The vista from the viewpoint wasn’t particularly impressive. The grey clouds hovered over the hills that encircled us at 4,000 meters, casting a dreary mood over the land. I however, could watch the wisps of clouds dance across the bellies of the mountains, like the slow exhale of a smoker, for hours. I was born and raised in the Pacific Northwest where clouds feel like a warm blanket.
While Dave and Sora pedaled their way up and over 8% grades lasting 20 kilometers, I joined TerraDiversa, a Cuenca-based tour operator, on their Cajas hiking tour. Located just a half hour from Cuenca, Cajas National Park is a 28,544-hectare park that consists of 237 lakes –all of which are interconnected, making Cajas the place with the highest concentration of lakes in the world. It supplies Cuenca with 60% of its drinking water, said to be the best in South America. For the first time in almost a year, we were able to drink water straight from the tap.
Trout introduced from Canada years ago have threatened the native population of preñadores, the local fish, thus trout fishing is encouraged. Fires are the biggest threat to the park. As fishing is a popular sport among the locals who do not understand fire safety regulations, every three to four months, fires rage in the park.
Cajas, originally named Cassas, a Kichwa word meaning cold pass between hills, was renamed to Cajas by the Spaniards, which means boxes. The park is home to over 500 species of plants, 85% of which serve medicinal purposes, 150 types of birds, and 44 species of animals.
From the viewpoint we headed back to the van to La Toreadora Trailhead to commence our Cajas hiking tour. A Canadian man from my group expressed his concern for hiking in the altitude, as he breathed heavily descending the short staircase. The remaining group members consisted of a Czech couple, an earthquake city planner from the Philippines, a retired Australian couple, and a man from Mexico. It was quite possibly the most diverse tour group I had ever joined.
Cajas is known for its vast number of confusing trails. Hikers become lost regularly, and a pair of French hikers were recently rescued after spending the night in the park as a result of losing the trail. Professional guides know the park well and in addition to guiding visitors along the right trails, they point out the plants and animals that you wouldn’t see were you hiking the paths alone.
They say in Cajas, you experience all four seasons in an hour. While we arrived to clouds and a bit of rain, the moment we donned our raincoats, we exchanged them for sunglasses, only to put our jackets back on a half hour later.
Our guide, Flavio stopped occasionally to point out flowers that only grow in Cajas. He rustled behind tall grasses to find Tipo, a natural medicine used by the Ecuadorians to treat ails like altitude sickness. We passed along the small twig that resembled thyme down the line and took in the aroma of the healing plant.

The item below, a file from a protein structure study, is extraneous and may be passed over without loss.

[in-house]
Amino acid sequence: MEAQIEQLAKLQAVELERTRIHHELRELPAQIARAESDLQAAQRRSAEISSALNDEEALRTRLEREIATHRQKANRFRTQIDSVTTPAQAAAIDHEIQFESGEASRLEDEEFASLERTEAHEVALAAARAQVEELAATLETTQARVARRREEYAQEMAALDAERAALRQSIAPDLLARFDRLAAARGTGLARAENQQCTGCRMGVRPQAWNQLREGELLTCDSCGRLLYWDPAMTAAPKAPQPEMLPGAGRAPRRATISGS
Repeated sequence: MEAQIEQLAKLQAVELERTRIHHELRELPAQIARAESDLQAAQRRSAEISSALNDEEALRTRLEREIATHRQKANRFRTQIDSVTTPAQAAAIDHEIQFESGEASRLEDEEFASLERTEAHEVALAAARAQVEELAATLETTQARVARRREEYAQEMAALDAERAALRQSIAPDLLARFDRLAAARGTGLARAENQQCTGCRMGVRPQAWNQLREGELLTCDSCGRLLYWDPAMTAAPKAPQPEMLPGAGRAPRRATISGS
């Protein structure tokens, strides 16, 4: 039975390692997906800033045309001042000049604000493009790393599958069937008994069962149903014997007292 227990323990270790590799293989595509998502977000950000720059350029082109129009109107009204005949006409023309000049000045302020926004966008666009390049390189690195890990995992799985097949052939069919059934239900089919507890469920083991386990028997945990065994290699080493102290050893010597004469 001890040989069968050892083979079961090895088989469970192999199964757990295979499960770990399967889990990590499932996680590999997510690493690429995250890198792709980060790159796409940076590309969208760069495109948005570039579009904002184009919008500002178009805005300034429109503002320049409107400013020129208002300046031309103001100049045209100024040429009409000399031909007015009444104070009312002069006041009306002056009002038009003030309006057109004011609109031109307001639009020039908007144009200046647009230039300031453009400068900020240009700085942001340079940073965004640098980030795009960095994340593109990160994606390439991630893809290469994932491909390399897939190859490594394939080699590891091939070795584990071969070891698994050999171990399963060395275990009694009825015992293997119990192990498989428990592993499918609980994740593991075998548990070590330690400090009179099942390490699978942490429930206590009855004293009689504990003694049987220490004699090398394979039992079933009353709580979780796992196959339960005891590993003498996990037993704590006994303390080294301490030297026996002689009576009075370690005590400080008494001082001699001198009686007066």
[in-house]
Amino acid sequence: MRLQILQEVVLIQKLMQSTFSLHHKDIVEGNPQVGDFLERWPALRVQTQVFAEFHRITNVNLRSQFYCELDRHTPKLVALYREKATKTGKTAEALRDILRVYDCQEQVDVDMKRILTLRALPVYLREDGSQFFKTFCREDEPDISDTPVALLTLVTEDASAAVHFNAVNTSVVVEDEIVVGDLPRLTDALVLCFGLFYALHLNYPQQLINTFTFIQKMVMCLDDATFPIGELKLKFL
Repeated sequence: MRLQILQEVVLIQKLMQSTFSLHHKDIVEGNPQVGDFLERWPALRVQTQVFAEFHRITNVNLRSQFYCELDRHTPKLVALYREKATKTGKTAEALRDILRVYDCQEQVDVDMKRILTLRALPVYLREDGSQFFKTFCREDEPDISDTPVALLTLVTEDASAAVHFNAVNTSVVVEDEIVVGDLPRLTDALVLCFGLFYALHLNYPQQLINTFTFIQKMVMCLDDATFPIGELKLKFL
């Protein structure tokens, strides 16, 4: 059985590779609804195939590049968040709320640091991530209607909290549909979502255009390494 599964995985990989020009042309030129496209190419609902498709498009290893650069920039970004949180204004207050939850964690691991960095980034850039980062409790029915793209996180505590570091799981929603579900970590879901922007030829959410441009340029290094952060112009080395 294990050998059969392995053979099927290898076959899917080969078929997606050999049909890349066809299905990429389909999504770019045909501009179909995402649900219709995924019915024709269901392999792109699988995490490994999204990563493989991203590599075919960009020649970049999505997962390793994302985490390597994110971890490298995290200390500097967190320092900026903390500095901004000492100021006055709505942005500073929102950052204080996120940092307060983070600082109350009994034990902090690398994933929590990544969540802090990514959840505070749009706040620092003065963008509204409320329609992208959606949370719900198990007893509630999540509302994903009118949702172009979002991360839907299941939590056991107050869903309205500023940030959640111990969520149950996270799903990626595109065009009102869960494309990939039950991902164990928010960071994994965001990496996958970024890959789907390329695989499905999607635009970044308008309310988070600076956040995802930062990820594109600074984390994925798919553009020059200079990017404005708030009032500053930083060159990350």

La Toreadora is a lake that sits at 3800 masl and even small inclines rob the breath of even the most active individuals. Taking advantage of our forced breathers, Flavio would whip out his phone and begin to play bird recordings, an attempt to flirt with the nearby species that occupy the park. More often than not, if we stood quietly, we’d hear the call returned and birds would swoop into the nearby trees or bushes in search of their new potential mate.
The 13-kilometer walk took us past lake after lake, with viewpoints showing off all the lakes, dozens pocketed at the base of the mountains. We ducked our heads as we entered the polylepis or “paper” tree, an indigenous Andean species named so for the red paper-like bark that flakes off in sheets.
The point-to-point hike took us about three hours and by the time we reached the van in the parking lot, we were starving. Fortunately lunch was the next stop before a second shorter hike around Llaviucu Lake.
We stopped at a log restaurant whose specialty was of course trout, for which most of my peers opted. I received a vegan meal consisting of a sort of tortilla made from corn and a giant pile of vegetables (veggies aren’t exactly common accompaniments to meals in Latin America, so I was the only one of the group with color on my plate. Vegan for the win). We watched Beethoven on the blaring TV as we finished our meals, reminiscing about the popular childhood movie.
After lunch, we continued our Cajas hiking tour at Llaviucu Lake to walk the short path around the lake. At 3160 masl, it was quite remarkable how much the environment changed. Where rugged peaks and brown landscapes with few trees dominated our first hike, we were now in a lush green forest with moss and thick forest. This reminded me of the Pacific Northwest and I felt right at home.
A lone cabin sat across the water from where I stood as I held back from the group to take video and photos, again watching as a stream of clouds glided across the towering mountains.
With a full day hiking in Cajas National Park, barely scratching the surface of what the park offered, I forgot that we were only 30km from the city. Only nature surrounds, with the rivers transporting water to the city seemingly so far away.
Calle Larga 8-41 y Luis Cordero, Cuenca
Phone: +593 0 7 282 3782
Hours: Mon–Fri 9AM–7PM
Time required: 8 hours (including drive)
Difficulty Level: Easy – Elevation aside, the hike was mainly flat with a few small climbs.
Price: $50 (includes a bilingual (English/Spanish) guide, private transportation, pickup and drop off from particular meeting points (at your hotel for private tour), both a 3-hour and a 1-hour hike in different sections of the park and lunch at a local restaurant)